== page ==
Regulators are Coming To The Housing Party: How the Biden Administration will Ramp Up Enforcement Against Lenders and Servicers
By: Makenzy Brown
November 10, 2021 — In late October, Capstone joined more than 3,500 home lending professionals and top regulators—including Federal Housing Finance Agency (FHFA) Acting Director Sandra Thompson and US Department of Housing and Urban Development (HUD) Secretary Marcia Fudge—at the annual Mortgage Bankers Association Convention and Expo in San Diego, California. While the record-level originations during the last year fueled a festive mood, there was also an undercurrent of concern. Lenders and servicers murmured about plans by newly appointed housing regulators to address fair housing violations aggressively via heightened enforcement activity in the coming months.
Capstone believes housing policy is about to become a fast-moving space. The Biden administration has made clear it has new goals for housing policy and intends to pursue them energetically. Along with bringing in new players, it’s expanding the roles of some agencies whose engagement in the sector was limited during the Trump administration. The new emphasis on access and racial equity will require lenders and servicers to do more to succeed in an evolving landscape. This is particularly clear when it comes to enforcement.
In addition to increasing focus on eliminating bias from the home appraisal process—which we covered in our October 23rd Financial Services Policy Weekly—we expect regulators to leverage their enforcement powers to 1) police mortgage servicer treatment of borrowers as foreclosures resume and 2) combat modern-day redlining tactics.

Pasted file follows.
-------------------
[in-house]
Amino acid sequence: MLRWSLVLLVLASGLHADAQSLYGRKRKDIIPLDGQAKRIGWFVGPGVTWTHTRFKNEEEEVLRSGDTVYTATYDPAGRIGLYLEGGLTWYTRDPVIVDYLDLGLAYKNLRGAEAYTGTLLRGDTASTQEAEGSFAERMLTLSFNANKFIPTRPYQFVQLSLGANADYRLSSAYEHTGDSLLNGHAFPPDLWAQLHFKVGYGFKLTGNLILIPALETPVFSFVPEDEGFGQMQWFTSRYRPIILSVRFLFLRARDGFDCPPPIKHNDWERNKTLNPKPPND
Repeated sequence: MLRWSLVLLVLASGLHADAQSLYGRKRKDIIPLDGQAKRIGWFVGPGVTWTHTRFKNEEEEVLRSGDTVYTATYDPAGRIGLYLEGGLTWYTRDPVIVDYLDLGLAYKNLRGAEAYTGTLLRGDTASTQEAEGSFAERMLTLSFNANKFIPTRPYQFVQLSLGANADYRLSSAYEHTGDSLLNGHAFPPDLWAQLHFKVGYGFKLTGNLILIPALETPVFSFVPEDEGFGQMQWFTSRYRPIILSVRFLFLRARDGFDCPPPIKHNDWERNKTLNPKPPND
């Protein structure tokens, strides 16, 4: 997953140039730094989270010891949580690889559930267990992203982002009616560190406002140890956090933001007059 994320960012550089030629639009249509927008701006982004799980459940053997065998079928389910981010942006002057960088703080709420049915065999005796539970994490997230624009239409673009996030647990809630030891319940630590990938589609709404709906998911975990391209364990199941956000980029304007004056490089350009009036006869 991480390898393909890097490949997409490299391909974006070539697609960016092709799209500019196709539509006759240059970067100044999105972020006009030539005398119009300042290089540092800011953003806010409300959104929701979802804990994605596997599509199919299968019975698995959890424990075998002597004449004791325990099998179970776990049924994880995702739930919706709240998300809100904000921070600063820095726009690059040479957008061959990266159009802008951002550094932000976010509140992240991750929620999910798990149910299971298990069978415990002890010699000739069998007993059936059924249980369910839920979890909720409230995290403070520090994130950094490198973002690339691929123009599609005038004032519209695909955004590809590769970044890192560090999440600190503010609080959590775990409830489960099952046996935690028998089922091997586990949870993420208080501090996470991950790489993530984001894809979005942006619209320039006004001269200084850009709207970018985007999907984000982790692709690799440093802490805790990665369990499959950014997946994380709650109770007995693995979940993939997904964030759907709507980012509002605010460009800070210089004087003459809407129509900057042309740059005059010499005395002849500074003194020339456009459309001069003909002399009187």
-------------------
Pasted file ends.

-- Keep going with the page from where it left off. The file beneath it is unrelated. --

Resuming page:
The Consumer Financial Protection Bureau (CFPB) is likely to play a central role in enforcement activity across these three major areas. It has jurisdiction over fair lending matters and the ability to examine compliance with the Home Mortgage Disclosure Act (HMDA), the Equal Credit Opportunity Act (ECOA), and other fair lending laws. In late October, newly confirmed CFPB Director Rohit Chopra testified before the House Financial Services Committee and the Senate Banking Committee. Chopra told lawmakers at both hearings that “the CFPB is carefully monitoring conditions in the mortgage market and is taking steps to minimize avoidable foreclosures.”
In our view, this is a clear warning to mortgage servicers to comply with the CFPB’s recently implemented Mortgage Servicing COVID-19 Rule under Regulation X (effective August 31st), which lays out strict requirements for servicer interaction with borrowers and effectively bans foreclosures through year-end. During the recent Congressional hearings, Director Chopra noted that he has directed his staff to monitor servicer behavior and is working with other regulators to locate risks of illegal foreclosures in the market. We expect enforcement activity on this front to pick up toward the end of the year as borrower forbearance plans begin to roll off and servicers’ ability to comply with Regulation X is tested.